Techniques of the Selling Writer

Techniques of the Selling Writer - Dwight V. Swain Although Dwight V. Swain's Techniques of the Selling Writer is older than I am (which is pretty darn old), it stands the test of time and remains a valuable read for writers, especially beginners and those still striving to perfect their craft. So, you may be asking, why bother reviewing a 49-year old book? Fair question. It's one of the most cited and referenced books on writing I've encountered, and after reading it, I can understand why. If you haven't heard of it, or given it a try, I'll attempt to convince you.

Techniques of the Selling Writer focuses on the premise of understanding your reader’s motivation for reading. With that goal in mind, the book then provides instructions on how to successfully assemble your story to give your readers a powerful emotional experience. Dwight V. Swain's book can be thought of as a builder's manual for crafting a satisfying and rewarding story.

Possibly the most well-known concept Swain presents in this book is the Motivation-Reaction Unit (MRU). The core building block of storytelling, MRUs are comprised of something that your point-of-view (POV) character experiences (sees, hears, thinks, or even tastes or smells), which motivates him/her to react to. At its basic level, a story consists of a character experiencing life (and its inevitable conflict) and reacting to it, over and over again. Techniques of the Selling Writer explains MRUs in fine detail and provides a plethora of examples. Swain then shows you how to take MRUs and use them to build scenes and sequels using structure and simple patterns, which in turn comprise chapters, and, ultimately, your novel.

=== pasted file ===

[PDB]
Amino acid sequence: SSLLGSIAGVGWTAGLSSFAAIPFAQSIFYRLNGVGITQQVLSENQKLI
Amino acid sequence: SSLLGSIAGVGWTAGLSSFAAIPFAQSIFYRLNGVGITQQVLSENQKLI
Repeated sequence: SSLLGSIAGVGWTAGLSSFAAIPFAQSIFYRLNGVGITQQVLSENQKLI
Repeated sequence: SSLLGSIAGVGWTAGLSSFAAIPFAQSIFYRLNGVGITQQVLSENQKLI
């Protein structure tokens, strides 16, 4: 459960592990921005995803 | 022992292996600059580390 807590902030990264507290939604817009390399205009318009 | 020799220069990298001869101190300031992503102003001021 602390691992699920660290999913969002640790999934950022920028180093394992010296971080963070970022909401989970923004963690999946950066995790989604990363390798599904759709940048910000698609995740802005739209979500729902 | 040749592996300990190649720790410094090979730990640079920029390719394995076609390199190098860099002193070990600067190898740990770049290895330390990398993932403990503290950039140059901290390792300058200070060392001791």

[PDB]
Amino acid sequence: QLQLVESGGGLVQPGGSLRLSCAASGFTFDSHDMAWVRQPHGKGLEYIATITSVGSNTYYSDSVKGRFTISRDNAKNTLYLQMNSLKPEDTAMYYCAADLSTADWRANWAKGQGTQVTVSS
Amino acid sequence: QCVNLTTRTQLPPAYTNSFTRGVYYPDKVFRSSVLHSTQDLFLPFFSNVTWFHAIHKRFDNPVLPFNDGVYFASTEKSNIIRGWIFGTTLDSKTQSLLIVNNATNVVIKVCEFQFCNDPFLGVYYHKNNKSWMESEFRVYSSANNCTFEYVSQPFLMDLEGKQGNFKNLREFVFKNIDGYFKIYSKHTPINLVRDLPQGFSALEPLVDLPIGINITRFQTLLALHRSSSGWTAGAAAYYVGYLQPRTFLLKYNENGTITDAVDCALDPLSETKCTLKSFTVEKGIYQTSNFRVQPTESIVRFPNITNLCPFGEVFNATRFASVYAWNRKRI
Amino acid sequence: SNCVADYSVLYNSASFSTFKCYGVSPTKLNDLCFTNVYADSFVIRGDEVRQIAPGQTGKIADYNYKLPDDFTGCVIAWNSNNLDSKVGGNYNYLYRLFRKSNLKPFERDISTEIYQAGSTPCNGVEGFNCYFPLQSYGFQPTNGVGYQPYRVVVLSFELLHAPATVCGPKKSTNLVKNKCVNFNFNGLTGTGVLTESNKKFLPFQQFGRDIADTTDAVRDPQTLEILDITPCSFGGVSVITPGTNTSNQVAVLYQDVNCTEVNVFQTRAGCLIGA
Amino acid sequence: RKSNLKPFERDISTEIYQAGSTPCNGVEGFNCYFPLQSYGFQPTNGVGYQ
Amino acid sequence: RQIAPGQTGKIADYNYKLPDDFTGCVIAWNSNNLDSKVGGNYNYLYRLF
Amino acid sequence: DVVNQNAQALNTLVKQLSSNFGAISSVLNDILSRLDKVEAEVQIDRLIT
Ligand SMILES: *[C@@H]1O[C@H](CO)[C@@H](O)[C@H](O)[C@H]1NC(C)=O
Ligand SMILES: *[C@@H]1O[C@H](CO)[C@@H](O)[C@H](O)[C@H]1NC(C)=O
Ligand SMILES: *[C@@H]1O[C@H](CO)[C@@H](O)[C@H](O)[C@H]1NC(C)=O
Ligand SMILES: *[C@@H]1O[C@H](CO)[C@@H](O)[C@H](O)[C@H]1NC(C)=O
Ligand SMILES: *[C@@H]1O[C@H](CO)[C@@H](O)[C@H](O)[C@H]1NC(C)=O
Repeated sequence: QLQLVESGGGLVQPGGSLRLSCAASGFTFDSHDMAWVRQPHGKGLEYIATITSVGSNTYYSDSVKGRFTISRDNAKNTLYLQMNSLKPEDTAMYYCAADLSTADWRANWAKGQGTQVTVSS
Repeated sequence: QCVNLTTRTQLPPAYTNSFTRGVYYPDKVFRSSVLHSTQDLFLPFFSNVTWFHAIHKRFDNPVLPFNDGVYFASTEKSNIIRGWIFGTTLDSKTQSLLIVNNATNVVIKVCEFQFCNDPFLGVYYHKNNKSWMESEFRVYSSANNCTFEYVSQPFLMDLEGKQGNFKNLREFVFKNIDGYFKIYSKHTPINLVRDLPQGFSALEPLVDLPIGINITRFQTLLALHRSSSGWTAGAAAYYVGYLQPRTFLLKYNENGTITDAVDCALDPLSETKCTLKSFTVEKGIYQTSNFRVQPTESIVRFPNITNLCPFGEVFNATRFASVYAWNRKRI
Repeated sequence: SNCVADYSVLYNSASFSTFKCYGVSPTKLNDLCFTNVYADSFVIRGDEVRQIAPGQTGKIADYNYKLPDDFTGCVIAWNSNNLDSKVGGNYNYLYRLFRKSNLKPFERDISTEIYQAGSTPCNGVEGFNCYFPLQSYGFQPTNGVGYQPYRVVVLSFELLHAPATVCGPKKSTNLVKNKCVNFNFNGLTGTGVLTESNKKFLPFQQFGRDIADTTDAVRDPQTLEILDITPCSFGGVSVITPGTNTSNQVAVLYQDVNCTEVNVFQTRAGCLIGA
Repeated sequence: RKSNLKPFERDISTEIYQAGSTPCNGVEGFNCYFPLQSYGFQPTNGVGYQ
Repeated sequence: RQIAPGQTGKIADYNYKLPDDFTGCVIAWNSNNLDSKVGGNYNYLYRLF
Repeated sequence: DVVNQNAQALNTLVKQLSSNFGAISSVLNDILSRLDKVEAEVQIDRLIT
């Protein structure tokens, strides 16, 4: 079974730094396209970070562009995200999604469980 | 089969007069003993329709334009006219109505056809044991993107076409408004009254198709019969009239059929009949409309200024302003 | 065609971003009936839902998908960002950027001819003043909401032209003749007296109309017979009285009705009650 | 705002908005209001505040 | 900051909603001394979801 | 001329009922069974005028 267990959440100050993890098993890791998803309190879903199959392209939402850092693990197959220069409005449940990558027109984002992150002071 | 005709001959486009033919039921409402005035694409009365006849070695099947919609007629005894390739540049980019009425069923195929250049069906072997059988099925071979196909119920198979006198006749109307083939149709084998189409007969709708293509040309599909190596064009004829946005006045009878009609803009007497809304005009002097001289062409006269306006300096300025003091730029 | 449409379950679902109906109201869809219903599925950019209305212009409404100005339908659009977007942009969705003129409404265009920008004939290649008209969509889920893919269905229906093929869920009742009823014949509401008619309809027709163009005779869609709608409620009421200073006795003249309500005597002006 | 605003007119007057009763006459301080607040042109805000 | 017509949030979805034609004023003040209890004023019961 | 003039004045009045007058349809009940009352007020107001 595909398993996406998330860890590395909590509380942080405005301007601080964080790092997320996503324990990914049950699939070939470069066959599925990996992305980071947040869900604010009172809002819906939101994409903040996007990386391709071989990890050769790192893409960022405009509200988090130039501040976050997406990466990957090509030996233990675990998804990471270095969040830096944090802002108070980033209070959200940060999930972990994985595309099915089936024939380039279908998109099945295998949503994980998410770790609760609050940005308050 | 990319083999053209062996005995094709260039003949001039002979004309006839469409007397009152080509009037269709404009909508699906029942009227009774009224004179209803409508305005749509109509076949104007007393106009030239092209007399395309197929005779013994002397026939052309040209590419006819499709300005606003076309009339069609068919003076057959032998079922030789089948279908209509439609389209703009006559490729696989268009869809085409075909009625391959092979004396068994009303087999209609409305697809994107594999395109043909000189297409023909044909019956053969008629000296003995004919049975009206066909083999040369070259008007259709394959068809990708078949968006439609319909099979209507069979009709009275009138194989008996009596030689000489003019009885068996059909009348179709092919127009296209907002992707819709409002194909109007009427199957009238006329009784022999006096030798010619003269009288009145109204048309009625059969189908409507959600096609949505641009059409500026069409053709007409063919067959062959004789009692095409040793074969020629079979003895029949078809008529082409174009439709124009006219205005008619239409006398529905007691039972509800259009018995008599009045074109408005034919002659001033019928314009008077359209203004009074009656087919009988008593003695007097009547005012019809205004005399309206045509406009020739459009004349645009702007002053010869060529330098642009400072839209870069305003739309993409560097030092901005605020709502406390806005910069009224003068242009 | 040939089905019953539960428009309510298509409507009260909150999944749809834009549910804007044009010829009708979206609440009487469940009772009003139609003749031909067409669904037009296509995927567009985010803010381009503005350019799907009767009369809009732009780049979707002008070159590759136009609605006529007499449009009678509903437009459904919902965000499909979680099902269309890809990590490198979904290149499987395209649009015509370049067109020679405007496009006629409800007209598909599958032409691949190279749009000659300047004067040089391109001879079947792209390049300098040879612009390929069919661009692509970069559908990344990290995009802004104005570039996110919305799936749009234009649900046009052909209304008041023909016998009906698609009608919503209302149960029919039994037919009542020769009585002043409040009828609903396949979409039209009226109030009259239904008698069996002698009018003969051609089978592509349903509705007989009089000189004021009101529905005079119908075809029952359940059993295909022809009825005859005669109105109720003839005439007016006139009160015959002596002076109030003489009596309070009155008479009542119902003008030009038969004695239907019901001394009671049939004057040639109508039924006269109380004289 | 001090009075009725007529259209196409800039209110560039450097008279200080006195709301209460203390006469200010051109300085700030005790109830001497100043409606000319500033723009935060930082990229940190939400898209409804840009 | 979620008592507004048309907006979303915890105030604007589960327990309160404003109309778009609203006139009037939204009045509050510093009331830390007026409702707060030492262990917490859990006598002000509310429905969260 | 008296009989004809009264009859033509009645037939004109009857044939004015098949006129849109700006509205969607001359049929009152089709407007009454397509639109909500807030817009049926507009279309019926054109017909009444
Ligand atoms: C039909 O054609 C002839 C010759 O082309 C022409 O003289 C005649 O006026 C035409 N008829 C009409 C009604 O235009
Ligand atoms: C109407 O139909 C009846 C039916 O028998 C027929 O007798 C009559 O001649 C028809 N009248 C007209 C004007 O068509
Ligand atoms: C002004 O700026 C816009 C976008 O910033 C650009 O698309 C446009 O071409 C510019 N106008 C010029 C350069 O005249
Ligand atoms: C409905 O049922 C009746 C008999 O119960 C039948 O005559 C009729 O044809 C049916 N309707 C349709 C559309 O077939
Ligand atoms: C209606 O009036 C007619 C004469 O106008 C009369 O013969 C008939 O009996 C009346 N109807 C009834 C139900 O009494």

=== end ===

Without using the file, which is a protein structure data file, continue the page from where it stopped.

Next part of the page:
Swain's scene pattern consists of Goal-Conflict-Disaster combinations, followed by a corresponding sequel, which is comprised of a Reaction-Dilemma-Decision trio. If this process seems formulaic and too structured for your taste, understand there is nearly an infinite amount of flexibility in how you can apply and interpret these suggestions. They are guidelines to help you build your story without gaps that leave your reader confused.

For me, Techniques of the Selling Writer was not a quick read, as the concepts and multitude of examples required time to digest, and I found myself reading much slower than I do with a fiction novel, for fear of skimming through something important.

And, as nothing is perfect, I found a few issues that could be potentially off-putting. I think the book offers more examples than most people probably need. I felt like I understood Swain's points after reading about half of the provided examples. In addition, as can be expected with a book published in 1965, some portions are outdated, based on today's technology, markets, and culture. I would recommend focusing on the storytelling advice and not worrying about the dated content (it comprises only a small part of the book).